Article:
So far, at least 25 U.S. states are expected to file repair bills. Across the Atlantic, France introduced a repairability index that compels manufacturers of five categories of electronic devices to rate the repairability of their products. More recently still, the European Commission recently opened a public consultation to gather stakeholders’ feedback on the upcoming proposal for a Directive on Sustainable Consumption of Goods — Promoting Repair and Reuse. Meanwhile in Australia, legislation was passed that requires car manufacturers to give parts, tools, and documentation to independent repair shops.
The movement is reaching beyond legislative efforts. Repair cafés are popping up as are class actions. A group of American farmers filed a class action suit this year against manufacturer John Deere, alleging violations of antitrust laws because they restrict repair.
In Quebec, the provincial environmental watchdog is calling on the provincial government to enshrine a right to repair and tools to fight against programmed obsolescence. Such legislation would help to reduce waste in landfills, said the Bureau of Environmental Public Hearings (BAPE) in a recent report. It also called on the Quebec government to introduce financial incentives to support the repair and reuse sectors. These are “all strong measures” that could have a “direct impact” on the eco-design, reuse and reduction at source,” asserts the report.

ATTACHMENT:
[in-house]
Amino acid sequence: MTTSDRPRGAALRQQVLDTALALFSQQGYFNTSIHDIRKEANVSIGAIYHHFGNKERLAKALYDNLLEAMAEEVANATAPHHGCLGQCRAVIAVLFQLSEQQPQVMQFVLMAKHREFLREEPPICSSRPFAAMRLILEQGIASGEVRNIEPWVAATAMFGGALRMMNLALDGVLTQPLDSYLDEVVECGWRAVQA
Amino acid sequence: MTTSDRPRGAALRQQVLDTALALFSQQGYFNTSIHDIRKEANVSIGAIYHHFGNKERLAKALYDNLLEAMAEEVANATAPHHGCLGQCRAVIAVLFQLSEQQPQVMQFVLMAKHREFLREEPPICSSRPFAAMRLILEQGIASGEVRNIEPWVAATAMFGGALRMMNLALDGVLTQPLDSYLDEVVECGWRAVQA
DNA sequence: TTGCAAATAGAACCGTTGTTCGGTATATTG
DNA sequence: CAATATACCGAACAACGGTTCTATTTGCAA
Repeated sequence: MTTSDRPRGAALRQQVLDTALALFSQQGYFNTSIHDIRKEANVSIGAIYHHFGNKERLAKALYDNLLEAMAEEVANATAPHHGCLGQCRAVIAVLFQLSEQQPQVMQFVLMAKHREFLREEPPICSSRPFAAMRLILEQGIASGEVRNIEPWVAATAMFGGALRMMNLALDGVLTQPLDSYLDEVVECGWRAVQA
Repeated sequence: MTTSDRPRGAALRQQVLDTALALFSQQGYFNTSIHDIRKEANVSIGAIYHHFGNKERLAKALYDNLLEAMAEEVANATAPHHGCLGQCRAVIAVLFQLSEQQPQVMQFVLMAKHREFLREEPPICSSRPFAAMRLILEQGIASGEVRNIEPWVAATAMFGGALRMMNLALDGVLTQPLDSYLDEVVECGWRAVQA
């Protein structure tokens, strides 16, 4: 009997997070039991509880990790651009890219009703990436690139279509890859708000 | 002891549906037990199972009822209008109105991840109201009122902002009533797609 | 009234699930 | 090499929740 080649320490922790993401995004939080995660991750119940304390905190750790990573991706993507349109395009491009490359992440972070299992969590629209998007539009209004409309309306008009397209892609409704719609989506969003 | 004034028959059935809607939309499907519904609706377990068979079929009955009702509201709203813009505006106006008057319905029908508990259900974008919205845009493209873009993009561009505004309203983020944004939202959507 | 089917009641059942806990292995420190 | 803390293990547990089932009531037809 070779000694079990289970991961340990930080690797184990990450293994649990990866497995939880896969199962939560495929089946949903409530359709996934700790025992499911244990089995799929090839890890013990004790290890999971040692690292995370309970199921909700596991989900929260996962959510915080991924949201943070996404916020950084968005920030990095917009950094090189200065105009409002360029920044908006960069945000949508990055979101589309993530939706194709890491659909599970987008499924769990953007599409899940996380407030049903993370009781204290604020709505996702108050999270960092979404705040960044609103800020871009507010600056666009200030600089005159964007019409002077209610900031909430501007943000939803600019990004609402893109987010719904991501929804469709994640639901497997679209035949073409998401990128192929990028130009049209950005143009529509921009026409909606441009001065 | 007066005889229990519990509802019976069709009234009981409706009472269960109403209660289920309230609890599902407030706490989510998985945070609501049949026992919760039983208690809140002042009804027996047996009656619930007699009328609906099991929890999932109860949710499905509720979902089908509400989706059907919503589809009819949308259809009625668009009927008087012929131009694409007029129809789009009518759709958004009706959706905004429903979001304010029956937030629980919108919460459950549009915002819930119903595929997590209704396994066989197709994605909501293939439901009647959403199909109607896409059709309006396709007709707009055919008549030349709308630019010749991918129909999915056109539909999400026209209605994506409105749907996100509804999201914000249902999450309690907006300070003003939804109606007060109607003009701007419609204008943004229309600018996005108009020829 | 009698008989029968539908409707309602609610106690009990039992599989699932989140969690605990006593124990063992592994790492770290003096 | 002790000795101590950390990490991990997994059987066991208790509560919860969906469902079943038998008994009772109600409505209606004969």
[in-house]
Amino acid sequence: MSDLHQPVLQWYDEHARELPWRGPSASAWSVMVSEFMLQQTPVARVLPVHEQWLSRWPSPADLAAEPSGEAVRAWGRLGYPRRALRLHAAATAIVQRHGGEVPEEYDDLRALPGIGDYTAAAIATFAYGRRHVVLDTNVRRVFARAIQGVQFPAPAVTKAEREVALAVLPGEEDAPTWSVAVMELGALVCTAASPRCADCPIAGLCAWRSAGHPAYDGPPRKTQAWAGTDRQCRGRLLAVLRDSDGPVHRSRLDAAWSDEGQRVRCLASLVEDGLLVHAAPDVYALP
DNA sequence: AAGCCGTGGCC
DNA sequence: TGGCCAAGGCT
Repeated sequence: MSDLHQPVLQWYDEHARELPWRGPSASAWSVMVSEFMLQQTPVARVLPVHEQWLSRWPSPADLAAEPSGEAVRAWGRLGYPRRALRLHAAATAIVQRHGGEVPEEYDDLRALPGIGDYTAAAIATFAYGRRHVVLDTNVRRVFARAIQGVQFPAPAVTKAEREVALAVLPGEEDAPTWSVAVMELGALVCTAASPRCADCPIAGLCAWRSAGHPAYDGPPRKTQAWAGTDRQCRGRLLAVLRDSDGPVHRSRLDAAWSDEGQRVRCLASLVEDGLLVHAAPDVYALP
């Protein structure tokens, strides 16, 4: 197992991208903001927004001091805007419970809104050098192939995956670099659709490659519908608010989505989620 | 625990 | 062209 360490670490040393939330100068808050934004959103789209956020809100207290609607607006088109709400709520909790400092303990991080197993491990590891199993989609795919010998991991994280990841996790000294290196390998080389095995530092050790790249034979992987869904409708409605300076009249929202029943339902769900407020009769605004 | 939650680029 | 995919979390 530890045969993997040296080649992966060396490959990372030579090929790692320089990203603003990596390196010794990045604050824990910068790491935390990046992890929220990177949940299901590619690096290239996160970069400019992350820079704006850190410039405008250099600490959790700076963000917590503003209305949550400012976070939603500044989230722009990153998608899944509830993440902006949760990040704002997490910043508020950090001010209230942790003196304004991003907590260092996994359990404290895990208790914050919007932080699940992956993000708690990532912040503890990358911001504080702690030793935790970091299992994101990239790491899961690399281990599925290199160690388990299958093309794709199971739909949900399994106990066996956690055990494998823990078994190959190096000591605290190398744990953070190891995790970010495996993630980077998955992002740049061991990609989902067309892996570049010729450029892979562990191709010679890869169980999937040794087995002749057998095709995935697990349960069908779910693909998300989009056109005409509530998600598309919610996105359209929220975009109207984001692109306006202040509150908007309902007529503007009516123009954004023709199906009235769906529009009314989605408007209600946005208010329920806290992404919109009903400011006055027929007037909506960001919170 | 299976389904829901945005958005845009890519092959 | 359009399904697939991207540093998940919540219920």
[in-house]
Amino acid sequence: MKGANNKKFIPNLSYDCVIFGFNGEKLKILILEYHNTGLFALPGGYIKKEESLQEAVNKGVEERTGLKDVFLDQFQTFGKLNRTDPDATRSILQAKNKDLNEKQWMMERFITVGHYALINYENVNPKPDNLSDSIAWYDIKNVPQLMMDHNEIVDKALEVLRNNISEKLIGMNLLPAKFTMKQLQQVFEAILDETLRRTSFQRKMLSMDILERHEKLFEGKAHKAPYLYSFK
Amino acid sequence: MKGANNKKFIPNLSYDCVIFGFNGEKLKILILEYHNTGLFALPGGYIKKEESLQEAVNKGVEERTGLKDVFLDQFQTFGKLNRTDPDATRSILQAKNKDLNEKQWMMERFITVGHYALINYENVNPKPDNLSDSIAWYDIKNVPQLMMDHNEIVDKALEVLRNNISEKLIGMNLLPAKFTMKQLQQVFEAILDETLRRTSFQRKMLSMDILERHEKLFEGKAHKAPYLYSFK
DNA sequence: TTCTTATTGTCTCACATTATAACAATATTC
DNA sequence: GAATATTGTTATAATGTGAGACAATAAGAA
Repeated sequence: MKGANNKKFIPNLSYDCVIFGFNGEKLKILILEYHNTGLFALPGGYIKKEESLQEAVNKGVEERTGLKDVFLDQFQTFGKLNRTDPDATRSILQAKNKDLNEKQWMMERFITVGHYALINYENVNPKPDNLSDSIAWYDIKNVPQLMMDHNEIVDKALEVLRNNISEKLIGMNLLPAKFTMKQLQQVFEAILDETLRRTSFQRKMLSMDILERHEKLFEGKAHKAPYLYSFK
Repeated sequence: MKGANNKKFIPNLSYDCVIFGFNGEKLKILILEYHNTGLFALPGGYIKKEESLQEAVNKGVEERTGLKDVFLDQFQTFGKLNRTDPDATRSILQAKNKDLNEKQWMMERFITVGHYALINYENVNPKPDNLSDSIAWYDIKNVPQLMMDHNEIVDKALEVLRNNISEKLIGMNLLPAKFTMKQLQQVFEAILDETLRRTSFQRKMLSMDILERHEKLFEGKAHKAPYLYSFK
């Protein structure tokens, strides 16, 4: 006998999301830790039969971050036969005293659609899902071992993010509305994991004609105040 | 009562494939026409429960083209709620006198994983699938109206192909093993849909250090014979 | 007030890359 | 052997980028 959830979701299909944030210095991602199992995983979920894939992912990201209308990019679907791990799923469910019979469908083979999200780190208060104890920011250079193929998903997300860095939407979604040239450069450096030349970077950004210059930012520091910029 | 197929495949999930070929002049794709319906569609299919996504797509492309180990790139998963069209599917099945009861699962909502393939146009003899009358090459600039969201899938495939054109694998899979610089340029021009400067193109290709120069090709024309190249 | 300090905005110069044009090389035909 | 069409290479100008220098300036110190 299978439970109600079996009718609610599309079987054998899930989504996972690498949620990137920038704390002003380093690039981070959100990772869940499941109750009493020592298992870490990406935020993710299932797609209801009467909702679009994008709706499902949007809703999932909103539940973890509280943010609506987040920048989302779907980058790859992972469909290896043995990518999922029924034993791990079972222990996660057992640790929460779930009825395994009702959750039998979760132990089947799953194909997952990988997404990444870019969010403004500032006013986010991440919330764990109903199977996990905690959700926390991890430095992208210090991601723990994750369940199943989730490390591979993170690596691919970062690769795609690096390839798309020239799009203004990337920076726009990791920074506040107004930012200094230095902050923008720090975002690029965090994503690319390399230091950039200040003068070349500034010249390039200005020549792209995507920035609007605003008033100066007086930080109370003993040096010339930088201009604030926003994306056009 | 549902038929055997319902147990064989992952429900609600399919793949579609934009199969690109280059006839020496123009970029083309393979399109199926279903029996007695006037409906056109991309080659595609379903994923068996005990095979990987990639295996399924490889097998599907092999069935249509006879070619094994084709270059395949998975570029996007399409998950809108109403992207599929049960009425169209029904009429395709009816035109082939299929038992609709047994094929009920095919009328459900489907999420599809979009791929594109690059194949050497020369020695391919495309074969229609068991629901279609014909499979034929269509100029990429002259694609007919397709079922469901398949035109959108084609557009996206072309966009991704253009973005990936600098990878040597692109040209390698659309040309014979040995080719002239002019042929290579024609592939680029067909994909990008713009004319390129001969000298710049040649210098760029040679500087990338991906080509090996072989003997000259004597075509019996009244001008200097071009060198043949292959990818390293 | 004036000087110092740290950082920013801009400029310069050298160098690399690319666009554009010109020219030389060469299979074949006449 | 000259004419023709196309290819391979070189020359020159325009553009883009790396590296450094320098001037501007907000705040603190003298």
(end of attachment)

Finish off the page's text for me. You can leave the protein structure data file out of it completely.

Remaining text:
“Some products on the market right now are not serviceable, even by a repair shop,” said BAPE commissioner Pierre Renaud.
“Once it stops functioning, it goes in the garbage. And we think that to reduce the amount of these products that go to the garbage, we need to have ways to keep it repairable and serviceable,” Renaud added.
Except Quebec already passed legislation before the National Assembly, a year ago. Bill 197 would amend the Quebec *Consumer Protection Act* to “fight planned obsolescence and assert the right to repair goods.” And similarly to France, the bill would require manufacturers of household appliances to have a repairability label.
Since then, nothing has happened. And it doesn’t look good, said independent member of the National Assembly Guy Ouellette, who introduced a private member’s bill in 2019, drafted with help from law students at the University of Sherbrooke.
“It seems there’s no serious desire to tackle this problem,” Ouellette said.
But these kinds of reforms have already been achieved in Canada, points out Anthony Rosborough, a faculty member at the Schulich School of Law at Dalhousie University.
There is precedent for these types of policies in the automotive industry, where aftermarket parts and independent repair and servicing have been the status quo for nearly a century. Access to replacement parts and the ability to perform repairs when required in the automotive industry is the foundation for tens of thousands of jobs across Canada, and there is little reason to think that electronics and equipment with embedded computer systems would be any different.